Pubdate: Mon, 24 Jan 2005
Source: Province, The (CN BC)
Copyright: 2005 The Province
Author: Ian Austin and David Carrigg
Bookmark: (Cannabis - Canada)


Focus To Be On Grow-Ops, Cyber Crime

Premier Gordon Campbell will announce funding for more than 200 police 
officers today, The Province has learned.

Campbell will make the announcement at the Provincial Congress, a meeting 
of federal MPs and senators, provincial MLAs, municipal politicians and 
native leaders in Vancouver.

Campbell said the new officers will focus on combatting marijuana grow-ops 
and cyber crime, and providing officers for native communities and 
communities under 5,000 population.

"It's a major new allocation to policing in British Columbia," the premier 
said in an exclusive interview. "This will be one of the largest increases 
in the last two decades."

Flush with cash from a projected $2-billion budget surplus, and with an 
election just months away, the B.C. Liberals are freeing up spending after 
years of belt-tightening.

Campbell said the funding will go to both RCMP and municipal forces around 
the province.

"Every community will benefit from this," he said. "Criminals don't care 
about boundaries or borders."

The premier cited multi-jurisdictional units such as the integrated 
homicide unit, the integrated organized crime unit and the Indo-Canadian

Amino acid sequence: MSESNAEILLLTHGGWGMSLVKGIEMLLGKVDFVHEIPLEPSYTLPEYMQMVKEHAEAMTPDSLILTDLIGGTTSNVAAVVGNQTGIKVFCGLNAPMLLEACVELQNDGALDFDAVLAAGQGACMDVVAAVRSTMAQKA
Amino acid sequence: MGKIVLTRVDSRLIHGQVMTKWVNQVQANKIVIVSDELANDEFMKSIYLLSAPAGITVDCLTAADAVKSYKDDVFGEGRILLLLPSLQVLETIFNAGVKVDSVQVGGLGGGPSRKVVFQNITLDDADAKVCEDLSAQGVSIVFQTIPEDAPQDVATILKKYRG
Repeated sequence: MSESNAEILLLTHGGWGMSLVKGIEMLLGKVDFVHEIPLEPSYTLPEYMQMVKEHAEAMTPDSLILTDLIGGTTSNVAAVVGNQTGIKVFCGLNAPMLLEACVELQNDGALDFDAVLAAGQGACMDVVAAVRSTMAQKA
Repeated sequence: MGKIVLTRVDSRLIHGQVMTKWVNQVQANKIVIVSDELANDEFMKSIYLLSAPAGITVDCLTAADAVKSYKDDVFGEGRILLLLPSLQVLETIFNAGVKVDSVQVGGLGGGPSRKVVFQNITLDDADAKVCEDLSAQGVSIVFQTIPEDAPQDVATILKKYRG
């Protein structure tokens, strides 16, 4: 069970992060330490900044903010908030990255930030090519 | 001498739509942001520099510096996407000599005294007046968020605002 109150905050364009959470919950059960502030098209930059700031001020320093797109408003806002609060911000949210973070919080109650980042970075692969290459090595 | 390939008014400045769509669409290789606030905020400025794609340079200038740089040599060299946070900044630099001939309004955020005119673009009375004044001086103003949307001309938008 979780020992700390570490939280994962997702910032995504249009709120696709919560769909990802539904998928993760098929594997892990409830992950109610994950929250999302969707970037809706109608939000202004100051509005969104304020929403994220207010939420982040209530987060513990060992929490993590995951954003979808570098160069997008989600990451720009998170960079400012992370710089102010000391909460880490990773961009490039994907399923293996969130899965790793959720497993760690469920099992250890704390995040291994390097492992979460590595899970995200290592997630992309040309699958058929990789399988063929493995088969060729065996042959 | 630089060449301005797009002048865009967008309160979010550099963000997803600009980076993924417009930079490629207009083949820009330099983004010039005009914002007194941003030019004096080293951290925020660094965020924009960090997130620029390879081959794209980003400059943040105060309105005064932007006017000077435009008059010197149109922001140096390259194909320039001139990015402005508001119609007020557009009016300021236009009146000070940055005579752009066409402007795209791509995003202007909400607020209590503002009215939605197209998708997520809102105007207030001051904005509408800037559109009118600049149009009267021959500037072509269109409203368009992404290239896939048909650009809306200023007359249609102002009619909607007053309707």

task force as examples of the future of policing.

The news will be welcomed by the Vancouver Police Department which wants 
another 470 officers on the beat in time for the 2010 Winter Olympics.

"I think 100 a year [for five years] is too much, but we'll see," said 
Vancouver Coun. Jim Green.

In addition to the extra officers, the department also wants to hire 230 
more civilian staff over the next five years to bring the total civilian 
force to 400.

Police Chief Jamie Graham's request would bring the number of officers to 
1,574 by 2010 and cost an extra $35 million a year. The additional civilian 
workers would cost an extra $10 million a year.

Coun. Peter Ladner said he is torn between the need to have more police and 
the cost. The city has already agreed to increase the police budget by $8 
million this year.

The additional staffing would require a three-per-cent increase in property 

The department also wants $750,000 for community policing.

An independent consultant is reviewing the requested extra funding. It will 
then go to a public hearing.

The department overshot its 2004 budget by $4 million. Council will vote on 
the request on March 3.
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